A financial institution receives a garnishment order against an account holder for $8,000 on December 2. The date of account review is the same day, December 2, and the balance in the account when the account review is performed is $5,000. The lookback period begins on December 1, the date preceding the date of account review, and ends on October 1, the corresponding date two months earlier. The account review shows that three Federal benefit payments were deposited to the account during the lookback period totaling $4,500, one for $1,500 on December 1, another for $1,500 on November 1, and a third for $1,500 on October 1. Since the $4,500 sum of the three benefit payments posted to the account during the lookback period is less than the $5,000 balance in the account when the account review is performed, the financial institution establishes the protected amount Start Printed Page 32110at $4,500 and seizes the remaining $500 in the account consistent with State law. The financial institution is required to send a notice to the account holder.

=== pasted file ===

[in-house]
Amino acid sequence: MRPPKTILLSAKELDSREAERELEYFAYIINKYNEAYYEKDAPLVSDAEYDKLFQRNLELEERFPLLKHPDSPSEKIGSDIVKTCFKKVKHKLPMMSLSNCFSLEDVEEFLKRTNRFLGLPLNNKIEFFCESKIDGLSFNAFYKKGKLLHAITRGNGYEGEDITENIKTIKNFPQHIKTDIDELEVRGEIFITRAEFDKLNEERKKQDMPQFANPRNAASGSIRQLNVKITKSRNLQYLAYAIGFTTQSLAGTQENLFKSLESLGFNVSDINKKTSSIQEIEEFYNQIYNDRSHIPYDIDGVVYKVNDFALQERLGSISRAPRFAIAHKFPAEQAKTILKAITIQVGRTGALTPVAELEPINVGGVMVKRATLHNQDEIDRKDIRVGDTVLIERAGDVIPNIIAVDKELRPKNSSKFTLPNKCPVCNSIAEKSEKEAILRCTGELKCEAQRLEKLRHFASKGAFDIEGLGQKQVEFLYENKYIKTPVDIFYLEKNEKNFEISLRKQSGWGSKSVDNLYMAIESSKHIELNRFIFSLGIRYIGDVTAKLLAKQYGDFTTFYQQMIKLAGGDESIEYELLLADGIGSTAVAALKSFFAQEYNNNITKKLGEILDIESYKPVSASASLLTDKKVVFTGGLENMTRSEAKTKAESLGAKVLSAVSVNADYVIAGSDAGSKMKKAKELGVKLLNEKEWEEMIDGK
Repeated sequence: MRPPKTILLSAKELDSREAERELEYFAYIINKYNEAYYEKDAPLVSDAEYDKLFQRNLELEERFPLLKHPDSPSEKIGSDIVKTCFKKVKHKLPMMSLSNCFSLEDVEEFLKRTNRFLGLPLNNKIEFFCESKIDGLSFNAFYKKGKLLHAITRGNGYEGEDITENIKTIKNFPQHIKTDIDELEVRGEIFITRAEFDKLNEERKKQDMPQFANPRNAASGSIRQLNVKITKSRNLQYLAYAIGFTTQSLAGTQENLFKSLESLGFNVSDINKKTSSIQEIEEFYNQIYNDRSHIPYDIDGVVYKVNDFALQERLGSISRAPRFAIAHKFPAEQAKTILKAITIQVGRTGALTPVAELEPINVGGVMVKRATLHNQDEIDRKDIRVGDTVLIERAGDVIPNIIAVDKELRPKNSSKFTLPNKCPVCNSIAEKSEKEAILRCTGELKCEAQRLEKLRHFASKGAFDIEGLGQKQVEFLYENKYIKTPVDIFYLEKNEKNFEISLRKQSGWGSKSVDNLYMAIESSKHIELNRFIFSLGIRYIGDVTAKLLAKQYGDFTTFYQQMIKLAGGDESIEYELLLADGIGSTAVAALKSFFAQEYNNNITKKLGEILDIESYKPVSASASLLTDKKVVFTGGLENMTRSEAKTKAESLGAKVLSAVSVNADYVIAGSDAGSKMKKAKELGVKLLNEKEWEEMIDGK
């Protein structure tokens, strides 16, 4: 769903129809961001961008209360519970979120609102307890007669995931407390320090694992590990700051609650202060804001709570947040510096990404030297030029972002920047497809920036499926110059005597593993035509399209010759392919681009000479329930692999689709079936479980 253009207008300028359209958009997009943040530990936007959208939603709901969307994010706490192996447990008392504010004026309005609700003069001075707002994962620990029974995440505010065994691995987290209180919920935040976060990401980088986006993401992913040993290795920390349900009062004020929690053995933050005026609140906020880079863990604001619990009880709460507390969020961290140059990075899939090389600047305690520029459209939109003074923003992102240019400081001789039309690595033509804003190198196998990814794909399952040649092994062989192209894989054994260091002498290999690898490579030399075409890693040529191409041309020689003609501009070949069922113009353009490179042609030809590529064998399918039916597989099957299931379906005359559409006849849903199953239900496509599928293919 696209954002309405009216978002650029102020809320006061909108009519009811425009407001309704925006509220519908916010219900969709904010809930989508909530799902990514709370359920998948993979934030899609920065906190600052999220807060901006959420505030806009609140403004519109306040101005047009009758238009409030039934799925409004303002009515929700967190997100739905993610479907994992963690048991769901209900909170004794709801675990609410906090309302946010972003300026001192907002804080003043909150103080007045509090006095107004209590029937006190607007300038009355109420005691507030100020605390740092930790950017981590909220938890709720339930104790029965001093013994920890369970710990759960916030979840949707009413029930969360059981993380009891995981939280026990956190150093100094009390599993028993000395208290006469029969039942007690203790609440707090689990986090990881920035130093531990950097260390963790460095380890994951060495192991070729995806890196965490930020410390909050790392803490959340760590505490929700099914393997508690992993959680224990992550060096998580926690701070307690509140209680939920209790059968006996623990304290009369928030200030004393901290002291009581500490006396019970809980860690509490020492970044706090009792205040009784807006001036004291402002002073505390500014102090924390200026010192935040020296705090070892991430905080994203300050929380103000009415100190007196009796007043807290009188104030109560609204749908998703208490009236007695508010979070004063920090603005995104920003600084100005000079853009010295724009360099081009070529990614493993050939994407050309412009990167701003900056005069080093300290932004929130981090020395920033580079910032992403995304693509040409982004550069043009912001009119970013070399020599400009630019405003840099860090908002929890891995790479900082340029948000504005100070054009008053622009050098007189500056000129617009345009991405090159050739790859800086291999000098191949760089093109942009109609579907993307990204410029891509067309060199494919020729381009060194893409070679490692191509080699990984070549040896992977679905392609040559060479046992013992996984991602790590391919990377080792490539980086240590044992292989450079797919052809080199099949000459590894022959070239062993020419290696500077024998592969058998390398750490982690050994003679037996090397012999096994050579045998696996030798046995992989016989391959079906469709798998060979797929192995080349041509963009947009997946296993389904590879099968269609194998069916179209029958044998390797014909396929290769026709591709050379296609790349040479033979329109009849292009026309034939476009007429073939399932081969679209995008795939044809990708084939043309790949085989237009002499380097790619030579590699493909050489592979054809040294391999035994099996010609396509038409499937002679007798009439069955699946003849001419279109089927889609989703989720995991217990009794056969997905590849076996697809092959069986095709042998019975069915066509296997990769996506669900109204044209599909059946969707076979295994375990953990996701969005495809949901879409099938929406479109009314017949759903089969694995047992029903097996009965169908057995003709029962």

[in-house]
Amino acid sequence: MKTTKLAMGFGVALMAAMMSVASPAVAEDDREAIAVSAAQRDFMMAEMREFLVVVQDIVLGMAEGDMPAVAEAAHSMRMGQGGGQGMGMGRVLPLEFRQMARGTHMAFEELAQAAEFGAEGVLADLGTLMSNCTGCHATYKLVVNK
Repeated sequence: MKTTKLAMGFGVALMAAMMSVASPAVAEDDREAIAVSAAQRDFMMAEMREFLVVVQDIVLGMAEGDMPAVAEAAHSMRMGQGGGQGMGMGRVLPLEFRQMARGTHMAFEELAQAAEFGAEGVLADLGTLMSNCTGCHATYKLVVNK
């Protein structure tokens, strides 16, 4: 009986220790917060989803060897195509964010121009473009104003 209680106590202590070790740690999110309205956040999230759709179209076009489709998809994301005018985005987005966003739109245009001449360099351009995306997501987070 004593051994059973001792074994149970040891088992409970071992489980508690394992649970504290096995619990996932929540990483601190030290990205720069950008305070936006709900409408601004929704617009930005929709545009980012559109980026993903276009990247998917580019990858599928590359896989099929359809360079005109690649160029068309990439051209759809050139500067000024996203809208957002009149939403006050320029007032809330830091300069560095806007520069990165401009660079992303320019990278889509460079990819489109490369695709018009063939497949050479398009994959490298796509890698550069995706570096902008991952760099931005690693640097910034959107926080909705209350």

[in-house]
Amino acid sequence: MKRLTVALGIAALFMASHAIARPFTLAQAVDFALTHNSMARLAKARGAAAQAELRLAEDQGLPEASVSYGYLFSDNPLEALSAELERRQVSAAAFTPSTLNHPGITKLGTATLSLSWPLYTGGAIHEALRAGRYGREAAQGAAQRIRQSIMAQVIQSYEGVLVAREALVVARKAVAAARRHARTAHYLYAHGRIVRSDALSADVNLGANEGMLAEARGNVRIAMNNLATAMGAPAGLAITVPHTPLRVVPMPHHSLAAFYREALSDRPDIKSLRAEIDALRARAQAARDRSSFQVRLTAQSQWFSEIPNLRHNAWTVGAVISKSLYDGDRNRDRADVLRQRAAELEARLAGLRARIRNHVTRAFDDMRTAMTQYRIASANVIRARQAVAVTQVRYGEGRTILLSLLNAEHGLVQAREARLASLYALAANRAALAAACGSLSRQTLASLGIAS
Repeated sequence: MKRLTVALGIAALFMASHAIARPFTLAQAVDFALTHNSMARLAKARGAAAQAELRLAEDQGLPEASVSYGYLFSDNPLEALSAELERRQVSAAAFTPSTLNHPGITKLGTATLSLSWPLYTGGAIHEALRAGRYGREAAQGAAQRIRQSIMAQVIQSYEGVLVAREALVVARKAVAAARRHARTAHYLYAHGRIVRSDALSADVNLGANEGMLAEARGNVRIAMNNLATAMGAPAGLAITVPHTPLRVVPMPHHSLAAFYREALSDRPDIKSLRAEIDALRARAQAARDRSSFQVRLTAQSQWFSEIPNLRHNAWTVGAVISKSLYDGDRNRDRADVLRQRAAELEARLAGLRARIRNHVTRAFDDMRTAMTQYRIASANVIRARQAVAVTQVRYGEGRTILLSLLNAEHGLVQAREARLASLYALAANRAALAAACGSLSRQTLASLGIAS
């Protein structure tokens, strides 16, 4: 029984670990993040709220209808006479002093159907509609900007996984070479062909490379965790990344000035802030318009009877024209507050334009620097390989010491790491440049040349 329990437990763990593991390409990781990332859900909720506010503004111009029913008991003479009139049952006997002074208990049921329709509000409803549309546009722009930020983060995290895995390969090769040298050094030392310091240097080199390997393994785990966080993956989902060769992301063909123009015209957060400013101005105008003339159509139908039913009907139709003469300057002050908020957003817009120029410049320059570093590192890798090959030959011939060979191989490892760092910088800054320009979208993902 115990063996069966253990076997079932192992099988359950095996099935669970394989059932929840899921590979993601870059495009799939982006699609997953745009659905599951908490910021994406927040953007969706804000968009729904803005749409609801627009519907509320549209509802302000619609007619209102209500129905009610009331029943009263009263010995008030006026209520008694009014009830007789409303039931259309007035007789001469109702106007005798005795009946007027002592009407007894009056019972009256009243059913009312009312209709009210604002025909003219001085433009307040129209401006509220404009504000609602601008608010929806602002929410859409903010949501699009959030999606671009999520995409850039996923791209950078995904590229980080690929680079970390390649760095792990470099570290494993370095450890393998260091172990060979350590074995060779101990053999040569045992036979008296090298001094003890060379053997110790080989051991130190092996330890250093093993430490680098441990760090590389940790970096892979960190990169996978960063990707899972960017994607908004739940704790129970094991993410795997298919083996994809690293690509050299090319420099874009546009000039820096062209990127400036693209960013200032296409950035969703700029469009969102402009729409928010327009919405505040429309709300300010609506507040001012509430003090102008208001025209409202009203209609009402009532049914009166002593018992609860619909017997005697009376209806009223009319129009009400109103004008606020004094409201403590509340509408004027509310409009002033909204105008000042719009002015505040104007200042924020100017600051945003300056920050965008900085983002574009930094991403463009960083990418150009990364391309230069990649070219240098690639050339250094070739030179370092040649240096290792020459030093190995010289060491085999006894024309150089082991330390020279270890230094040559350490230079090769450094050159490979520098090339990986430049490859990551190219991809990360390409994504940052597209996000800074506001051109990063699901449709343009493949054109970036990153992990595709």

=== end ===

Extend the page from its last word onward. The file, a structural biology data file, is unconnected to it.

Example 3: Intraday transactions.